The New York Times Company continued to post significant subscriber growth, adding 157,000 net digital-only subscriptions in the fourth quarter. Credit Jeenah Moon for The New York Times
In a tough environment for journalism, The New York Times Company continued to post significant subscriber growth, propelling the company to a healthy 2017.
The company said on Thursday that it added 157,000 net digital-only subscriptions in the fourth quarter of the year, pushing overall subscription revenue to more than $1 billion for the year. Subscription revenue now accounts for 60 percent of the company’s total revenue.
Buoyed by the growth in digital subscriptions, total revenue for the year increased 8 percent, to $1.7 billion, and 10 percent in the fourth quarter, to $484 million.
The Times Company had more than 2.6 million digital-only subscriptions, which include news, cooking and crossword products, at the end of 2017. Digital-only subscription revenue increased 46 percent last year, to $340 million, and 51 percent in the quarter, to $96 million. Subscription revenue for the year increased 15 percent. For the quarter, it rose 19 percent, to $269 million.
During an earnings call on Thursday, Mark Thompson, the chief executive of The Times, said the company was pleased with the “continued strong retention” among the users who subscribed to The Times amid the 2016 presidential election.
“We’ve continued to make encouraging progress and are seeing far lower monthly churn than a few years ago,” he said.
Digital advertising revenue increased 14 percent last year, to $238 million. In the last three months of the year, digital advertising revenue rose 9 percent, to $84 million; it now represents 46 percent of the company’s total advertising revenue.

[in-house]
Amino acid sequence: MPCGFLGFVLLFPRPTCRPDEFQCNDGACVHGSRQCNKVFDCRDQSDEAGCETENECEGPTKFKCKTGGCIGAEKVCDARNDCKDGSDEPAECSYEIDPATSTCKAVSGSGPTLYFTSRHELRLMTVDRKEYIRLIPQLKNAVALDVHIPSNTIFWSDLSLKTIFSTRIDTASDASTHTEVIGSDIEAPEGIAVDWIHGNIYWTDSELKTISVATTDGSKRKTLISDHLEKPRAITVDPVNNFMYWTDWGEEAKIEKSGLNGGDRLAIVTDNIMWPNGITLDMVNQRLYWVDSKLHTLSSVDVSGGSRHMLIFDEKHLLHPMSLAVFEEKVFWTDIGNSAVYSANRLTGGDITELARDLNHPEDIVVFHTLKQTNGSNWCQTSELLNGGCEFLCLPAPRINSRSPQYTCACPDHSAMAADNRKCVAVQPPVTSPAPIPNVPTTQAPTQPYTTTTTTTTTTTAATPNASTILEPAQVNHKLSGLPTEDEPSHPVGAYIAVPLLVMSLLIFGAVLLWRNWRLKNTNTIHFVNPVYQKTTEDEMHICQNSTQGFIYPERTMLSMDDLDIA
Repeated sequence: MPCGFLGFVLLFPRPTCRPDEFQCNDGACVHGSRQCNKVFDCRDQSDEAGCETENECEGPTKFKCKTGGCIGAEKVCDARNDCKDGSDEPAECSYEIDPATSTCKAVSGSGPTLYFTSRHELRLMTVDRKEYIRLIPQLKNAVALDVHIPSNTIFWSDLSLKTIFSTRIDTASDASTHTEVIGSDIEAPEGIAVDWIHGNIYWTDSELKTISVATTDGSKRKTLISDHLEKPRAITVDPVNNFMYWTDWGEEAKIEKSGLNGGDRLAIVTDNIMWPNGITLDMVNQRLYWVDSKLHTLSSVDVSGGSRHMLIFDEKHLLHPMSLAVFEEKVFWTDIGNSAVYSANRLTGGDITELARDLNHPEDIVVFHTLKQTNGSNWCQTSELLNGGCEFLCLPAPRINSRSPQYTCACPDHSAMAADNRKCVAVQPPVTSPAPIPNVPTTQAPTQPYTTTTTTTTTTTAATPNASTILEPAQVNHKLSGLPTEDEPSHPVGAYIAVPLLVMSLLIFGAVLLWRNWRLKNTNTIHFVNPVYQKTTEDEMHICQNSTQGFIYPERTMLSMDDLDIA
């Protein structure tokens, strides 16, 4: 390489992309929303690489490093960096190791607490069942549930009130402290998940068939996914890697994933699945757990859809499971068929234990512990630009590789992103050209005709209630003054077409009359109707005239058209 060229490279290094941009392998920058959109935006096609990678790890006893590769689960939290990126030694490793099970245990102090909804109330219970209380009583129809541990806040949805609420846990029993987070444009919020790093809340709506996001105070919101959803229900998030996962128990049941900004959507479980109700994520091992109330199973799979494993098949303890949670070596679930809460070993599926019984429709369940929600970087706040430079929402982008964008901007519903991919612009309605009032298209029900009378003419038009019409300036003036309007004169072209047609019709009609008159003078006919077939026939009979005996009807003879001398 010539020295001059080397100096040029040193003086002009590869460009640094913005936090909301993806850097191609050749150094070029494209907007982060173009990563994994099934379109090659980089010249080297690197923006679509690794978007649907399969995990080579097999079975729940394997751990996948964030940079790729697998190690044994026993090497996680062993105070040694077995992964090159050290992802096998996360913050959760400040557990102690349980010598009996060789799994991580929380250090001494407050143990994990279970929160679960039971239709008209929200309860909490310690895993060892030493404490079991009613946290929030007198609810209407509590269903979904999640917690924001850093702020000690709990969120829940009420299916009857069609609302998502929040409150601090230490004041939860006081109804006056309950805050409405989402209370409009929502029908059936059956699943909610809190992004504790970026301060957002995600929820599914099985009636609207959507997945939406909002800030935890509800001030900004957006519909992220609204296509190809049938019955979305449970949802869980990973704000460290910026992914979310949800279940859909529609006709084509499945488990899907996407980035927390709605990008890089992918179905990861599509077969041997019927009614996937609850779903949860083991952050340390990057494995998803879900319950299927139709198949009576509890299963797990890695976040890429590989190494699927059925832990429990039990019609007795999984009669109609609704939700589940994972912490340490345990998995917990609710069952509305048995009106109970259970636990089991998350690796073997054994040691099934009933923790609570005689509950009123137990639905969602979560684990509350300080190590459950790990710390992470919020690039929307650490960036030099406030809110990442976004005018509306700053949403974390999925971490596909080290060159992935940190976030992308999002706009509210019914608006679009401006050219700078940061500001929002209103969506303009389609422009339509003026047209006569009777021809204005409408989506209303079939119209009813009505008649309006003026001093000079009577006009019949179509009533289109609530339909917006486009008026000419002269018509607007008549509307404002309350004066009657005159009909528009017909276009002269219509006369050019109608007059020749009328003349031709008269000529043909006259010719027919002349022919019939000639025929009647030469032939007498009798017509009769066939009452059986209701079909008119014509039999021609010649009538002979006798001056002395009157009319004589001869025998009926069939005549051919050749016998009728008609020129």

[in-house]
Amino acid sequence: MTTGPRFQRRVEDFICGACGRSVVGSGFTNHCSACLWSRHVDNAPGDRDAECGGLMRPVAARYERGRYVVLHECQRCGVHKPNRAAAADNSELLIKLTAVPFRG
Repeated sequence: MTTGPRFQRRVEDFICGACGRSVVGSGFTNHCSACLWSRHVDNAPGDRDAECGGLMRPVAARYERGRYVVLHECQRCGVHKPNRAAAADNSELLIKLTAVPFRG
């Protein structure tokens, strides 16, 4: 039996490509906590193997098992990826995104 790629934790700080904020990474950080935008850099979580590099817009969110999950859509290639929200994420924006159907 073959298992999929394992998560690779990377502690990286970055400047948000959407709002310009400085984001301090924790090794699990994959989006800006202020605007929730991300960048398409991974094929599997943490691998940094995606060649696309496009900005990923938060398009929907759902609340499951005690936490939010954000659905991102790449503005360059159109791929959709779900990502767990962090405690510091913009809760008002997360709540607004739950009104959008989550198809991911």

With more than $600 million in digital revenue in 2017, the company drew closer to reaching its goal of $800 million by 2020.
The Times, however, continued to face challenges in print advertising. In 2017, print advertising revenue fell 14 percent, to $320 million. Print advertising revenue for the fourth quarter dropped 8 percent, to $98 million. The company said its overall ad revenue for the year fell 4 percent, to $559 million. Ad revenue for the quarter dropped 1 percent.
“We still regard advertising as an important revenue stream,” Mr. Thompson said, “but believe that our focus on establishing close and enduring relationships with paying, deeply engaged users, and the long-range revenues which flow from those relationships, is the best way of building a successful and sustainable news business.”
Adjusted operating costs rose to $376 million for the quarter, from $344 million.
Adjusted operating profit rose to $108 million for the quarter, compared with $96 million for the same period a year earlier. Operating profit fell to $23 million for the quarter, from $56 million, in part because of pensionsettlement charges and higher operating costs.
The company reported a $58 million net loss for the quarter.
The last quarter of 2017 was marked by significant change at the newspaper. The former publisher, Arthur Sulzberger Jr., said he was passing the leadership reins to his son, Arthur Gregg Sulzberger, who assumed the title on Jan. 1. The company also continued renovations to its Manhattan headquarters, with its employees now consolidated on fewer floors.
In a separate announcement, on Wednesday, The Times said it had reached a multiyear agreement to print and distribute Newsday’s products out of the company’s plant in Queens.